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Sector supports proposals to pay pharmacies for urgent care

Pharmacy representatives and C+D readers have shown their support for Monitor's plans to pay pharmacists for taking on a share of the emergency care burden

The sector has thrown its support behind proposals from England's health regulator to pay pharmacies to provide urgent care.

LPC chiefs and pharmacy representatives backed the payment structure put forward by Monitor last week (August 19), which would involve pharmacies receiving a fixed sum for their role in emergency care, with extra payments for volume and quality

C+D readers also showed support for taking on an urgent care role, but voiced concerns it could lead to more form-filling and "battles" with commissioners.

Kensington, Chelsea and Westminster LPC chief executive Rehka Shah welcomed Monitor's proposals, which suggested overhauling payments to primary care and urgent care providers to encourage the delivery of care closer to patients' homes. She hailed the involvement of community pharmacy as a "no-brainer" and said the payment structure would encourage pharmacists to participate.

"If it's activity-based, one pharmacy might get one [patient] in three months. Getting people to gear up for that is quite difficult. If you have a fixed sum, you get sign up," Ms Shah told C+D.

Ms Shah recognised the plans could place an extra administrative burden on pharmacists, but said the problem could be "smoothed out" with local support. "Once it settles down it will be fine. LPCs will be helping locally and I don't think it will be a big problem," she told C+D.

Doncaster and Nottinghamshire LPC secretary Nick Hunter echoed Ms Shah's comments. He stressed that the proposals were "reasonable" and it was right to pay pharmacists a fixed sum, but was sympathetic to concerns over administration.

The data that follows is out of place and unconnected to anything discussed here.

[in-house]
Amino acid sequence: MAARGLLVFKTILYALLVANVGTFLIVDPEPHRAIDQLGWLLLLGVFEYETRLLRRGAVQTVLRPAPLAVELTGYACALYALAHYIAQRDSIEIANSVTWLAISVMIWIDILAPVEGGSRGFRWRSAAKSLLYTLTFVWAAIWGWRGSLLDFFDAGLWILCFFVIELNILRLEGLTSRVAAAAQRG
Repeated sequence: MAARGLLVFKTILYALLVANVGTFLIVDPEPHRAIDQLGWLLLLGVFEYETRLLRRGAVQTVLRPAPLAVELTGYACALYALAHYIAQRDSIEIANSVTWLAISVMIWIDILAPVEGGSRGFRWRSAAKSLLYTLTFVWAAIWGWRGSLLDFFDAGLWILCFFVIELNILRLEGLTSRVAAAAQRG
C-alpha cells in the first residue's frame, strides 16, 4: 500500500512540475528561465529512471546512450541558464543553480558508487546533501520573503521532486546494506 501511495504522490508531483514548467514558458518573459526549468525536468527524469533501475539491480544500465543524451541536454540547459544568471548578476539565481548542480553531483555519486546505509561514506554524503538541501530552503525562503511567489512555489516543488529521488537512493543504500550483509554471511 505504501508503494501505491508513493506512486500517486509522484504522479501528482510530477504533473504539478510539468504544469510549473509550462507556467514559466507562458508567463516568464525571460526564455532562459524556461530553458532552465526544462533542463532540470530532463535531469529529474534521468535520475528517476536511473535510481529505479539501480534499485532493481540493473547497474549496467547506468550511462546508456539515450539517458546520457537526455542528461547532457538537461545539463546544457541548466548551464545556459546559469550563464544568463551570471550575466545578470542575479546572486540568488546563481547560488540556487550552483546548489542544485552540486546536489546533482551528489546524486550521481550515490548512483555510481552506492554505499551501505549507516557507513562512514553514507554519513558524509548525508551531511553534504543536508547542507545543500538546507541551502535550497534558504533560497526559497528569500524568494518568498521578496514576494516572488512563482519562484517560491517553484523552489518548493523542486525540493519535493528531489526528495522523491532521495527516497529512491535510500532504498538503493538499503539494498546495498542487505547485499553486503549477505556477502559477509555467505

Annabelle Collins and Sam Horti discuss the government's plans to pay pharmacies for providing urgent care

"That's something that has become an increasingly common problem," Mr Hunter told C+D. "What needs to happen is some commonality in the approach – for example, the same electronic reporting system being used."

Independent Pharmacy Federation chief executive Claire Ward said the model would improve support for patients and pharmacists, and argued that the involvement primary care providers should be a priority in overhauling the emergency care system.

Pharmacist Gerry Diamond agreed the proposals would help community pharmacists "augment their clinical role" in response to the story on the C+D website. "Community pharmacy gives best value for money in delivering positive outcomes for patients in primary care. We need this to happen," he said.

But another community pharmacist warned that the move could result in pharmacists doing more work for less pay. The worries were echoed by another reader, who voiced concerns that getting paid for urgent care would be a struggle. "All I see is another organisation that we'll have to battle with in order to get payment," they said.

Monitor is running a consultation on its proposals and pharmacists will be able to give their feedback on the report online until September 9. Anyone interested in getting involved in developing new payment models can email [email protected].

Do you support Monitor's plans to pay pharmacies for urgent care? 

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